By Stacy Weiner
Special to The Washington Post
Tuesday, August 14, 2007
When Annie Simon starts class this month at the University of Southern California, she won't have to worry about finding only strange faces in the sea of 16,000 students. She saw to that this summer.
"As soon as I got back from orientation [in June], I went on Facebook and friended a bunch of people who I met at USC to establish a connection," says the District native, 18. "Then when I get to campus, it'll be, 'Oh, I remember you. I know you.' "
Like Simon, many of the country's 2 million or more incoming freshmen are taking the high-tech approach to college camaraderie. But over-reliance on technology, experts say, can also hamper their adjustment by making it easy for some students to hold too tight to the life and friends they've left behind.
"The transition to college is naturally uncomfortable," says Harlan Cohen, author of "The Naked Roommate: And 107 Other Issues You Might Run Into in College." "Because of technology, you can stay in touch with the people who love you the most, and it has become so easy to use that as a crutch. It's really easy to get caught behind the fifth wall of technology, which isolates students."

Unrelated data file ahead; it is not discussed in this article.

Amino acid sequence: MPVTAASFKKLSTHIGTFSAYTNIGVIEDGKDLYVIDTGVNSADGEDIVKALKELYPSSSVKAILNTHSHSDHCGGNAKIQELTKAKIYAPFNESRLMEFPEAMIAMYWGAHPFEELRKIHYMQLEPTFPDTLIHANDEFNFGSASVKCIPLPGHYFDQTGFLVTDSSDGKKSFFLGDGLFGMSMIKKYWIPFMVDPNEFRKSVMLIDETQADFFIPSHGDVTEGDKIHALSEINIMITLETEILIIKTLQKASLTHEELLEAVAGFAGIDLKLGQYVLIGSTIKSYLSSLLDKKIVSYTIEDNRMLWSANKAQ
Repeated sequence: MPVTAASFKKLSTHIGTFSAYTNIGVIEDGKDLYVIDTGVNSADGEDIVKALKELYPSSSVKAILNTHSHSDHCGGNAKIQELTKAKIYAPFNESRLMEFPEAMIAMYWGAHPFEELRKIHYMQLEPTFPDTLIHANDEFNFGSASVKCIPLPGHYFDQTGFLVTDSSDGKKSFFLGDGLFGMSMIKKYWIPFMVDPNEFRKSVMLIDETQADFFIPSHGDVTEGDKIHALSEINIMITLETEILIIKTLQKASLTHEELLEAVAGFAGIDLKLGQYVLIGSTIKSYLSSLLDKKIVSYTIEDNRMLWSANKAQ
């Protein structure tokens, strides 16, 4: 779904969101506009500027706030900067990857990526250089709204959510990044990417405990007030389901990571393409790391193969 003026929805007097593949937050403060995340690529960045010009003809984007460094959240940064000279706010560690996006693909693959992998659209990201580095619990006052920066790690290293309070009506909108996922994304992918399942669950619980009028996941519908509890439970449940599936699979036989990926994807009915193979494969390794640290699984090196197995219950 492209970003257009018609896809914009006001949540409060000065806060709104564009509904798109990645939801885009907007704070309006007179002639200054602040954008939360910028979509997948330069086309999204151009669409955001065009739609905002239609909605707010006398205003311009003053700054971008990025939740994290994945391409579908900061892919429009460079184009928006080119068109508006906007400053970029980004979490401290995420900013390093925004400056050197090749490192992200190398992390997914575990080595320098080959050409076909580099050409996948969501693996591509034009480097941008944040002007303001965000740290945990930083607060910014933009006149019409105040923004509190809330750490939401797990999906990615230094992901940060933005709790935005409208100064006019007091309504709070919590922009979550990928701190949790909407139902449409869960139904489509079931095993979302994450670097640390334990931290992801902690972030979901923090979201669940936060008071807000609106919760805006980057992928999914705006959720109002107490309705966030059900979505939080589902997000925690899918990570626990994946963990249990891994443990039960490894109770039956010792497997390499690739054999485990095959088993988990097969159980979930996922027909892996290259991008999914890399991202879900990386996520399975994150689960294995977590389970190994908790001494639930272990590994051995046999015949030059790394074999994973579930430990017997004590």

For the incoming crop of college students, who can't recall life before the Internet and cellphones, that's a particular trap. Through social networking sites, instant messaging and other forms of e-communication, they'll figure out which roommate is bringing the microwave and whether or not to steer clear of politics. And when times get tough, they'll rest assured that they can call an old friend, text a quick question or even set up a webcam for a date with their hometown honey.
But that, psychologists and college life experts say, may leave them less emotionally available to confront new challenges, test their beliefs or engage in serious introspection -- what college was once thought to be about.
"Too often," Cohen says, "students are physically in one place but emotionally in another."
According to the UCLA Higher Education Research Institute, 65 percent of college freshmen suffer homesickness, which can discourage them from cutting the technological umbilical cord to their past acquaintances. In a 2007 report, the institute said that every day, a third of first-year students contacted friends from outside their institution.
Sometimes, such contact can exacerbate homesickness, as Christine Buras of the University of Chicago found.